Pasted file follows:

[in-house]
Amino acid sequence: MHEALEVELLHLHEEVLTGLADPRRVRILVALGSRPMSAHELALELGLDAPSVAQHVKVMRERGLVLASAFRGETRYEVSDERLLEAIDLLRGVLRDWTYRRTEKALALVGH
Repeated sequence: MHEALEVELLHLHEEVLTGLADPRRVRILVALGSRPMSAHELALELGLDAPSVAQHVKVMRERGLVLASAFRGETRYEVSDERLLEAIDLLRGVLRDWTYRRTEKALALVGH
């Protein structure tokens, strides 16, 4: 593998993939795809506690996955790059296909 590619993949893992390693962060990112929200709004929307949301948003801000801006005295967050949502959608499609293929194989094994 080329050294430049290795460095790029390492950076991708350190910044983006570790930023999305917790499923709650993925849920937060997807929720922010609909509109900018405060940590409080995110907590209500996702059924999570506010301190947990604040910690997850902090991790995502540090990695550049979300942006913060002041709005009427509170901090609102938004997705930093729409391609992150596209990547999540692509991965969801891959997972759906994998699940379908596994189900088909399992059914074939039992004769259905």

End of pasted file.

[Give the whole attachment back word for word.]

[in-house]
Amino acid sequence: MHEALEVELLHLHEEVLTGLADPRRVRILVALGSRPMSAHELALELGLDAPSVAQHVKVMRERGLVLASAFRGETRYEVSDERLLEAIDLLRGVLRDWTYRRTEKALALVGH
Repeated sequence: MHEALEVELLHLHEEVLTGLADPRRVRILVALGSRPMSAHELALELGLDAPSVAQHVKVMRERGLVLASAFRGETRYEVSDERLLEAIDLLRGVLRDWTYRRTEKALALVGH
């Protein structure tokens, strides 16, 4: 593998993939795809506690996955790059296909 590619993949893992390693962060990112929200709004929307949301948003801000801006005295967050949502959608499609293929194989094994 080329050294430049290795460095790029390492950076991708350190910044983006570790930023999305917790499923709650993925849920937060997807929720922010609909509109900018405060940590409080995110907590209500996702059924999570506010301190947990604040910690997850902090991790995502540090990695550049979300942006913060002041709005009427509170901090609102938004997705930093729409391609992150596209990547999540692509991965969801891959997972759906994998699940379908596994189900088909399992059914074939039992004769259905």